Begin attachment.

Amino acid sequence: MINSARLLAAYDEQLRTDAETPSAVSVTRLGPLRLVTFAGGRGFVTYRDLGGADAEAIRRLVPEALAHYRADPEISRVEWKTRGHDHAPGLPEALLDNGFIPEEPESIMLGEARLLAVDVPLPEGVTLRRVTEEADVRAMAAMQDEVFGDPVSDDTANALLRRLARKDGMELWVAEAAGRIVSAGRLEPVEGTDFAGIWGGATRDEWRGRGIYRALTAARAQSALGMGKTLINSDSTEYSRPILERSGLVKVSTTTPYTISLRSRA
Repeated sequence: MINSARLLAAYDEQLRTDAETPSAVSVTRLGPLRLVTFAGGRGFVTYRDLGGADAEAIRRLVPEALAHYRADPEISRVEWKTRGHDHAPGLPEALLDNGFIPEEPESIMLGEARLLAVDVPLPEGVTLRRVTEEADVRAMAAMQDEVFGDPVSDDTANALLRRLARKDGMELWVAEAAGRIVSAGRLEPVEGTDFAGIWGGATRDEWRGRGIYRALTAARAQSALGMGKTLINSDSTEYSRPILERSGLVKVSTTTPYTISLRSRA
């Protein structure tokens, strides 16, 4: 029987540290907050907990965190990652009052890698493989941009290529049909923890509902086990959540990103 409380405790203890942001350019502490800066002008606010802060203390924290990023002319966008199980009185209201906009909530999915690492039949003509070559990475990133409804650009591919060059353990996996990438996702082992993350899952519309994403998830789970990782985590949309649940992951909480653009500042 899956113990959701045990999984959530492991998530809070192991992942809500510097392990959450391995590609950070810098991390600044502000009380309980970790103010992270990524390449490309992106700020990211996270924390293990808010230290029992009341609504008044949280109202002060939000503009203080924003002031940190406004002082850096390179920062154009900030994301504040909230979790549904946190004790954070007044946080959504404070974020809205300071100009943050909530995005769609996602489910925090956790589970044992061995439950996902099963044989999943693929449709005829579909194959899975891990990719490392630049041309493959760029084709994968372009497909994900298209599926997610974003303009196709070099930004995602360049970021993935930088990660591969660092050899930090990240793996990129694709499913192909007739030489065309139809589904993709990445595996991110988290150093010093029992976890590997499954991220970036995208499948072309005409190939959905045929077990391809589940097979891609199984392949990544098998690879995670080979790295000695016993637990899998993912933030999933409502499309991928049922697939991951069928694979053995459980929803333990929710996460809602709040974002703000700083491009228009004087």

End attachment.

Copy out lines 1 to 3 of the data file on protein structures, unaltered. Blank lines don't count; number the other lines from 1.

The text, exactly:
Amino acid sequence: MINSARLLAAYDEQLRTDAETPSAVSVTRLGPLRLVTFAGGRGFVTYRDLGGADAEAIRRLVPEALAHYRADPEISRVEWKTRGHDHAPGLPEALLDNGFIPEEPESIMLGEARLLAVDVPLPEGVTLRRVTEEADVRAMAAMQDEVFGDPVSDDTANALLRRLARKDGMELWVAEAAGRIVSAGRLEPVEGTDFAGIWGGATRDEWRGRGIYRALTAARAQSALGMGKTLINSDSTEYSRPILERSGLVKVSTTTPYTISLRSRA
Repeated sequence: MINSARLLAAYDEQLRTDAETPSAVSVTRLGPLRLVTFAGGRGFVTYRDLGGADAEAIRRLVPEALAHYRADPEISRVEWKTRGHDHAPGLPEALLDNGFIPEEPESIMLGEARLLAVDVPLPEGVTLRRVTEEADVRAMAAMQDEVFGDPVSDDTANALLRRLARKDGMELWVAEAAGRIVSAGRLEPVEGTDFAGIWGGATRDEWRGRGIYRALTAARAQSALGMGKTLINSDSTEYSRPILERSGLVKVSTTTPYTISLRSRA
């Protein structure tokens, strides 16, 4: 029987540290907050907990965190990652009052890698493989941009290529049909923890509902086990959540990103 409380405790203890942001350019502490800066002008606010802060203390924290990023002319966008199980009185209201906009909530999915690492039949003509070559990475990133409804650009591919060059353990996996990438996702082992993350899952519309994403998830789970990782985590949309649940992951909480653009500042 899956113990959701045990999984959530492991998530809070192991992942809500510097392990959450391995590609950070810098991390600044502000009380309980970790103010992270990524390449490309992106700020990211996270924390293990808010230290029992009341609504008044949280109202002060939000503009203080924003002031940190406004002082850096390179920062154009900030994301504040909230979790549904946190004790954070007044946080959504404070974020809205300071100009943050909530995005769609996602489910925090956790589970044992061995439950996902099963044989999943693929449709005829579909194959899975891990990719490392630049041309493959760029084709994968372009497909994900298209599926997610974003303009196709070099930004995602360049970021993935930088990660591969660092050899930090990240793996990129694709499913192909007739030489065309139809589904993709990445595996991110988290150093010093029992976890590997499954991220970036995208499948072309005409190939959905045929077990391809589940097979891609199984392949990544098998690879995670080979790295000695016993637990899998993912933030999933409502499309991928049922697939991951069928694979053995459980929803333990929710996460809602709040974002703000700083491009228009004087």